The murder of communist politician Govind Pansare only tops off the list of crimes that the ultra-right organisation Sanatan Sanstha has been accused of. Over the years, that roster has come to include transgressions such as the issue of threats and more dangerously, terror activities such as bomb blasts. Though their alleged infractions have pressed multiple state and Central-level investigation agencies into action, it is in the local police stations of Goa that the Sanstha’s infamous story first unravelled. Headquartered in the state’s Bandora-Ponda rural belt, the Sanstha, it would seem, might be guilty of more than weapons training and arson. If complaints of Goa residents and a report by the state police are anything to go by, the Sanstha also resorts to blackmail, brainwashing and sexual exploitation in order to further its declared agenda of Hindu supremacy.
Reporting first information
Light flickers in the small room. Dressed in plain clothes, an inspector sips coffee from a plastic cup. Juniors, and even hardened criminals, fold their hands in his presence. He chastises a constable for sporting a stubble. Known for his courage and progressive outlook, the police official starts sharing his firsthand experiences of investigating the Sanstha, but he insists on anonymity. In a Goa police report that he had helped prepare in 2010, his fears were categorically articulated — “At present the institution [Sanatan Sanstha] appears to be developing into a stage of terror activities and if allowed to grow up in a peaceful state, there is eminent danger to the life, property, communal harmony of the state and the nation.” The inspector confides, “There is so much political pressure on the police when it comes to banning the Sanatan Sanstha. I have information that this report was twice sent to the Director General’s office from the SP’s office.” He goes on to add that the Sanstha is trying hard to exploit the polarised political views in a state where more than half of the population is Hindu.
It is this slender file of approximately 25 pages that seems to summarise the 1,000-page dossier submitted by the Maharashtra Anti-Terrorism Squad to the Union Home Ministry in 2011. The dossier argues that the Sanatan Sanstha is a threat to state security and is engaged in erecting a terror network in India. In recent times, the Sanstha has had to battle against a number of police and court cases. Many of these now appear incriminatory. Sameer Gaikwad, a devoted Sadhak of the organisation was arrested on September 16. He is accused of having shot Govind Pansare on February 16. Pansare’s murder, in many ways, emulated the August 2013 death of rationalist Dr Narendra Dabholkar. A Sanatan Sadhak had been detained then too, but a conviction had proved elusive. The Sanstha was also implicated in bomb blasts that had disturbed the peace in Thane, Navi Mumbai and Margao, during the years 2008-2009. Observers are joining dots to draw a pattern of violent terror.
The 2010 Goa police report questions the exponential growth of the Sanstha’s financial and real estate assets. Dubbing the organisation’s literature “unlawful and suspicious”, it says that their writings are pointedly aimed at promoting “communal disharmony”. The report reads, “This organisation is actively participating in unlawful activities and demanding [members of the] Hindu community to be Naxalites/terrorists. Numbers of Hindu people are falling in the trap of Jayant Athawale [founder of Sanatan Sanstha], who is systematically misusing them by using hypnotism techniques.” If the Goa police’s concerns are warranted, then much of India has cause to be worried. The Sanstha has offices across Maharashtra, in Belgaum, Bangalore, Chennai, Gwalior, Jaipur and several other urban areas.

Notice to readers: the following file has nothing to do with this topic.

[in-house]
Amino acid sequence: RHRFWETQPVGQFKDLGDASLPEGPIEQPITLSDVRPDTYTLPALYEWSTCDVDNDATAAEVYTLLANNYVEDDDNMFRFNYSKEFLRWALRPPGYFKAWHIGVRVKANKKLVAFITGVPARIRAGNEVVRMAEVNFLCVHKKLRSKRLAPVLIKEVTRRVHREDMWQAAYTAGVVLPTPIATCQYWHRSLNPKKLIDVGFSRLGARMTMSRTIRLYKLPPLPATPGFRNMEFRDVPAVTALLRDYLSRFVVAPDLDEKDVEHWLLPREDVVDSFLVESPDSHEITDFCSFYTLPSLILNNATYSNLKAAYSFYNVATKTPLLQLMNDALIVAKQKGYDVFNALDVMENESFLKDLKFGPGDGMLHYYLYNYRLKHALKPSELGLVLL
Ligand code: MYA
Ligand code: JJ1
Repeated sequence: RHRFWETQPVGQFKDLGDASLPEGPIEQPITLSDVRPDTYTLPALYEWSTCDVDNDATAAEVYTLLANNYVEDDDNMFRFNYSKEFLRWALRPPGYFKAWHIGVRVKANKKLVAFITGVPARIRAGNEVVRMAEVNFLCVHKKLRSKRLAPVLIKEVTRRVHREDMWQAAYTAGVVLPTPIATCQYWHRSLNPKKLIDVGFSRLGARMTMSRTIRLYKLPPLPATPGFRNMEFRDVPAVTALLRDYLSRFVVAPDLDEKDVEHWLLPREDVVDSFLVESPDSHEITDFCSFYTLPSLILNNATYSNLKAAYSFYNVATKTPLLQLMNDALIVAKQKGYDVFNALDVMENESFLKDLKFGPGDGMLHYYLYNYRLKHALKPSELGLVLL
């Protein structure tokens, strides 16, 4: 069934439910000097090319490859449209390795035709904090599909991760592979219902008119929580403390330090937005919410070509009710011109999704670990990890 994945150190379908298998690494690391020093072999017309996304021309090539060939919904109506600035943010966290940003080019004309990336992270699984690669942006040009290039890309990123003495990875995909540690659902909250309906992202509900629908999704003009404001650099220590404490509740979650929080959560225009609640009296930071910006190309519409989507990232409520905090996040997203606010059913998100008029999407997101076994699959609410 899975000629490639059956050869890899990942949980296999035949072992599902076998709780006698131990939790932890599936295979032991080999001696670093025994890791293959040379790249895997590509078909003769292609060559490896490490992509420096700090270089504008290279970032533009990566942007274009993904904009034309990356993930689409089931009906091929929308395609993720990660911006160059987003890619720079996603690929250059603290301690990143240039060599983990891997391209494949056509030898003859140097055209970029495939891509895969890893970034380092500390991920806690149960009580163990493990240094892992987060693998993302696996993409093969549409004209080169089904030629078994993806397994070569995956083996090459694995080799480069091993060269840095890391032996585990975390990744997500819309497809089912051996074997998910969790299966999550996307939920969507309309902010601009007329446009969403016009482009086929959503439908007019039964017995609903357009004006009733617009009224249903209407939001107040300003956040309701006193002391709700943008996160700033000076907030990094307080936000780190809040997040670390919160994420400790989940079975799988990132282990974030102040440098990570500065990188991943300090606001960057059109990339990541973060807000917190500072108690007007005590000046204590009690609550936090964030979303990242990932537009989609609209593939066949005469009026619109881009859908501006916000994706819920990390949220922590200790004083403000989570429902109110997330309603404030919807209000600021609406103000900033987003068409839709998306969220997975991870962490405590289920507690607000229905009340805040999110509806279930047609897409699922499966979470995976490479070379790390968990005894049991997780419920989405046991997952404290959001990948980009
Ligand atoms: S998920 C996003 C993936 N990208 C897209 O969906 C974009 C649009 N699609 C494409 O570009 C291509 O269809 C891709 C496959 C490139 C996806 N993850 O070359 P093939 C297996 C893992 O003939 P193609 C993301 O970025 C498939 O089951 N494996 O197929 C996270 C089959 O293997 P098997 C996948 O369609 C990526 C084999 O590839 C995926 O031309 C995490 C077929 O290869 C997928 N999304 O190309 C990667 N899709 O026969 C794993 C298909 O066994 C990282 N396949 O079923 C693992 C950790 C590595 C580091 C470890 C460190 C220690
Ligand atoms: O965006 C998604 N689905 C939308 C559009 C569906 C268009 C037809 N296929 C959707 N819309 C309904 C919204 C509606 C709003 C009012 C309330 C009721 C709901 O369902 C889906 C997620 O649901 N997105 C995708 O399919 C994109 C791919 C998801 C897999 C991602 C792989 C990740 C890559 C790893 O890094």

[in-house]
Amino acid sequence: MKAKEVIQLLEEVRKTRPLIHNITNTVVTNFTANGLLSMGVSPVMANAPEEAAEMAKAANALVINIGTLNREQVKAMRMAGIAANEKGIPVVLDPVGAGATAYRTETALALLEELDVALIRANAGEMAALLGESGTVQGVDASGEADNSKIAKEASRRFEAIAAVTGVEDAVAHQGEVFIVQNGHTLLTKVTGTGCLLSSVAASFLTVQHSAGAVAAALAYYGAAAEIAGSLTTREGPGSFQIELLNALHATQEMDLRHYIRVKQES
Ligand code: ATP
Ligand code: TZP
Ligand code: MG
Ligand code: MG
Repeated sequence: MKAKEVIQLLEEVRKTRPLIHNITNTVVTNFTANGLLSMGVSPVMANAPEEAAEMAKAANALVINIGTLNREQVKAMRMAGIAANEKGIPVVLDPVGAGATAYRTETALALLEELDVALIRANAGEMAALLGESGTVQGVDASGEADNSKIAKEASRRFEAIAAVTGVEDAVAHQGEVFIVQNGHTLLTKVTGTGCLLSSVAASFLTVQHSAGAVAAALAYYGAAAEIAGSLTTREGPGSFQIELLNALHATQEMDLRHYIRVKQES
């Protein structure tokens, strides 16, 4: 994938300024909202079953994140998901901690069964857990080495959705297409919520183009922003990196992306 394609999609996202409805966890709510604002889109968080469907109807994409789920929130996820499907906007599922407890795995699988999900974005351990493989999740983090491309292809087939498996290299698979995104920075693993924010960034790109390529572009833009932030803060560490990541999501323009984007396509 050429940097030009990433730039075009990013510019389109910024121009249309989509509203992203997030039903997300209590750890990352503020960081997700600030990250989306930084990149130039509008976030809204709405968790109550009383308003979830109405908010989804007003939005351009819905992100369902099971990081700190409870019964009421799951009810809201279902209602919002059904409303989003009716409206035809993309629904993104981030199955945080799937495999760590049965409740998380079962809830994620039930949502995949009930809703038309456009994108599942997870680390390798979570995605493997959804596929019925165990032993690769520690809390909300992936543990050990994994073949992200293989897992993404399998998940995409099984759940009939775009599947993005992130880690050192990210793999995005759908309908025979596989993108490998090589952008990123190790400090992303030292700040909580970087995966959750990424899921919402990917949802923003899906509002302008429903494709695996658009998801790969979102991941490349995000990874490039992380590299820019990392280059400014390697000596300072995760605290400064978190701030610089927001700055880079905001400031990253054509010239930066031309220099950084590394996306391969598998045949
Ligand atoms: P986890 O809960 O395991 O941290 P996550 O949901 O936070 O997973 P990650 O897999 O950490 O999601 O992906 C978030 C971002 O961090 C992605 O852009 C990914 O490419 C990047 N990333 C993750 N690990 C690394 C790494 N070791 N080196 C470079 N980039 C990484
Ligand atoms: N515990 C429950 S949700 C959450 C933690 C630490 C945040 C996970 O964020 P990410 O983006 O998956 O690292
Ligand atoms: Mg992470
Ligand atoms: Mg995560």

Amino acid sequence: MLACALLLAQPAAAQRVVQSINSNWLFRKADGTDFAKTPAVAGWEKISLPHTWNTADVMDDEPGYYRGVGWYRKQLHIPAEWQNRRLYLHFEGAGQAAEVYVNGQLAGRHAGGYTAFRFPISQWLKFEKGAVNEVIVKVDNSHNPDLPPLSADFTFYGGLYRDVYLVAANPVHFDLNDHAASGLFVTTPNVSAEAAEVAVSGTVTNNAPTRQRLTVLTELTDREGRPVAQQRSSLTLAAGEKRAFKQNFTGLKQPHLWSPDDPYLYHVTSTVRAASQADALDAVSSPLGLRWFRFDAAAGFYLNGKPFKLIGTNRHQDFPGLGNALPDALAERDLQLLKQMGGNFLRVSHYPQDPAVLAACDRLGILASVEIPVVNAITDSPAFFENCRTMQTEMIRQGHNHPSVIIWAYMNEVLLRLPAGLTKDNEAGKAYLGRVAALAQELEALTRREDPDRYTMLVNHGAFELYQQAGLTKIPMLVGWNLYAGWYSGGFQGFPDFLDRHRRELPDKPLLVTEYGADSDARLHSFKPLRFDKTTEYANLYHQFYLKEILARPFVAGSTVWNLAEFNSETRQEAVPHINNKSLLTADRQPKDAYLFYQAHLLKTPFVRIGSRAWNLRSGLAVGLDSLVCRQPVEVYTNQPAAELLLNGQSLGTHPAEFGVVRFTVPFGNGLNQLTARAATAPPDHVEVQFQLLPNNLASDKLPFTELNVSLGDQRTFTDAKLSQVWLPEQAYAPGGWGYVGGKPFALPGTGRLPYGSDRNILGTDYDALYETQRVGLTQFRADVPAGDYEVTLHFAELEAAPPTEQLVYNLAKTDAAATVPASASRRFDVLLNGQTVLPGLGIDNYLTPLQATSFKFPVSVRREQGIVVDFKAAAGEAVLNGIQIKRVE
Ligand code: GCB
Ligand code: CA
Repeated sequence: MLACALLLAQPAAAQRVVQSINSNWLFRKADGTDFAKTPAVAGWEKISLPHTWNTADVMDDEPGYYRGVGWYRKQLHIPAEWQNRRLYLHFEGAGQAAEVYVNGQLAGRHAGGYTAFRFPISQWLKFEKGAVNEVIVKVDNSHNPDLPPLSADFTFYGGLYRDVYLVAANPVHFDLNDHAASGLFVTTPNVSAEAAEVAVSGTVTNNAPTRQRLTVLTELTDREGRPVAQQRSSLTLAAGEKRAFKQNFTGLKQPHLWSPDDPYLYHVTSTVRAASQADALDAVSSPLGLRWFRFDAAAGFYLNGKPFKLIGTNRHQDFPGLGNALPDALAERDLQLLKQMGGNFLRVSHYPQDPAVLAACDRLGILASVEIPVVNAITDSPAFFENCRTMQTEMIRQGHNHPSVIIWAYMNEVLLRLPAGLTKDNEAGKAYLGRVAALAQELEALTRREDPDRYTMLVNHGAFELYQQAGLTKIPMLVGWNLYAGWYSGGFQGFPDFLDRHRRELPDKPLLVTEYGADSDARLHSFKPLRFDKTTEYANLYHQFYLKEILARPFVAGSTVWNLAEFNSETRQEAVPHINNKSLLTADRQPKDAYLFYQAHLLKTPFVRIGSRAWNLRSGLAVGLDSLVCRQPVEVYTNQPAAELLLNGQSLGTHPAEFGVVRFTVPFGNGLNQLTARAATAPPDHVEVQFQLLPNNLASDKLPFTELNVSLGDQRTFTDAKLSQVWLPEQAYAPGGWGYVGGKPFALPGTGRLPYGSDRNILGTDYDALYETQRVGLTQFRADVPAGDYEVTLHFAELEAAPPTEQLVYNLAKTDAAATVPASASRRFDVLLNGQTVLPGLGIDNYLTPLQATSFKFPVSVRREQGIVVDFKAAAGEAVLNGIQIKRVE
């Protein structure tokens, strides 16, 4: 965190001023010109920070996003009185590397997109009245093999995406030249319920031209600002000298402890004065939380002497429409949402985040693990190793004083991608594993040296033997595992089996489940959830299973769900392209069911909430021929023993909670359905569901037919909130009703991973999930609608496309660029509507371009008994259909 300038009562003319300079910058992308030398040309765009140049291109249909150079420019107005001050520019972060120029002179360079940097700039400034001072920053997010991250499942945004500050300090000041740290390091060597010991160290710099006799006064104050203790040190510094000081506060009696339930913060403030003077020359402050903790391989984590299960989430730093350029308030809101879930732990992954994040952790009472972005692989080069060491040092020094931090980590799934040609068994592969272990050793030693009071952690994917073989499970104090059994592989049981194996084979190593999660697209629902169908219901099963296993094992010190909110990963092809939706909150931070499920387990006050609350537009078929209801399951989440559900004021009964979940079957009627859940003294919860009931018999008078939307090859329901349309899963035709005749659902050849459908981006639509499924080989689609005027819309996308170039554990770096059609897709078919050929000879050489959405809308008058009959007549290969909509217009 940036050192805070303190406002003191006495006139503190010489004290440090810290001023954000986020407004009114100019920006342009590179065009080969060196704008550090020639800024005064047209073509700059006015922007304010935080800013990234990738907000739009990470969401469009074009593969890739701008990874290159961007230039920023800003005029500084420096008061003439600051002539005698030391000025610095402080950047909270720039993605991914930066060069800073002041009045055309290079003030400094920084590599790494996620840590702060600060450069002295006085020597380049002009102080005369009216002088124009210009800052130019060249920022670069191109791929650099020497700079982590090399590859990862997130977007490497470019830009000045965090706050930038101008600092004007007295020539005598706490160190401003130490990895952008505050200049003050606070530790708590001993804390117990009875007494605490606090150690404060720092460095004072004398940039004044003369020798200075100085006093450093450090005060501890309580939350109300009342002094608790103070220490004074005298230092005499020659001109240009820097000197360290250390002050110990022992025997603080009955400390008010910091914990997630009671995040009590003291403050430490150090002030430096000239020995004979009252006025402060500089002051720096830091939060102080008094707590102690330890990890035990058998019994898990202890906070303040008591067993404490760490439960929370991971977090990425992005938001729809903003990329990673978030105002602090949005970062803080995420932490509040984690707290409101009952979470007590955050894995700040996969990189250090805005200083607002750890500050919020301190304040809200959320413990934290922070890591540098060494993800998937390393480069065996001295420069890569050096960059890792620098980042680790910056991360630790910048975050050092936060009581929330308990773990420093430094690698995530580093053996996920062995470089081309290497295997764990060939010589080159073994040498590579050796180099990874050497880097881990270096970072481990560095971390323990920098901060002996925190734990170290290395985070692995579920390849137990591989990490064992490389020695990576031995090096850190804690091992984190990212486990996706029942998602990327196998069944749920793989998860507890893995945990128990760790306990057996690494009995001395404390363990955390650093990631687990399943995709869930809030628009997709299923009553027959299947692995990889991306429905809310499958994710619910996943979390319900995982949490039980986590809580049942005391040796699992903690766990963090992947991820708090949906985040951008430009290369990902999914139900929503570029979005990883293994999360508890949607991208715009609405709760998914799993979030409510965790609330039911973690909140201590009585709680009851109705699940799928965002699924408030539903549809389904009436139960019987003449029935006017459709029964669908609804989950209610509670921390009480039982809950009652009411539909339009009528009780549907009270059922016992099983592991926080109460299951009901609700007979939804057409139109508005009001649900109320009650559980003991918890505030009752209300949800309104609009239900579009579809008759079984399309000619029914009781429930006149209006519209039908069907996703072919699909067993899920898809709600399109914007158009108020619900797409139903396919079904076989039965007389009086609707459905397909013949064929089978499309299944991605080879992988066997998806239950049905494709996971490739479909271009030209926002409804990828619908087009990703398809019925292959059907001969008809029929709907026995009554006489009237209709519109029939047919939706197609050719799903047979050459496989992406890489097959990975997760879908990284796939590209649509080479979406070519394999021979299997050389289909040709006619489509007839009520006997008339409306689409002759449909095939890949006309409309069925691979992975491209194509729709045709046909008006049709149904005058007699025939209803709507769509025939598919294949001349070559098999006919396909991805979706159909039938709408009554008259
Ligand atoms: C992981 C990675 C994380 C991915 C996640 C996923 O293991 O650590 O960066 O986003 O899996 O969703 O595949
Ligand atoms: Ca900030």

When asked about the fate of this laboriously researched report, Umesh Gaonkar, SP, North Goa, told Mirror, “The report was sent to the government for further action. After the Margao blast, this report was drawn up to take stock of the situation. But our CM Laxmikant Parsekar has clarified that there is no need to ban Sanatan unless its role in wrongful activities can be definitively proven.”
Behind closed doors
It isn’t just the Goa police that had first raised an alarm about the Sanstha’s dangerous activities. Some of the state’s residents too had begun to complain of a terror that was insidiously darkening their lives.
Panjim’s Pushpalata Poyekar, for instance, wrote to the then Maharashtra Home Minister RR Patil, demanding a ban on the Sanstha. The 60-year-old told Patil that after having been brainwashed and blackmailed, her son Avinash was staying at the outfit’s Devad Ashram in Panvel. She had written, “There are many single women and men staying in the Ashram. Their parents and family members are trying to get them back, but the Ashram won’t give any information. Sexual abuse and hypnotism happens inside. There is enough evidence if police take complaints seriously.”
Contractor Ramesh Walke, from Amravati, Vidarbha, also wrote to the Maharashtra CM a few years ago, informing him of a police complaint he had made against the Sanstha after Sadhaks at the Devad Ashram refused to let him meet his daughter Dipti alone. He too alleged sexual abuse of young girls, but later withdrew his complaint, fearing his daughter’s safety. Interestingly, the Goa police’s report mentioned that the Sanstha had collected 2,600 condoms from the Ponda Health Centre for its use. “This creates doubt about the so-called spirituality of the Ashram,” it had said.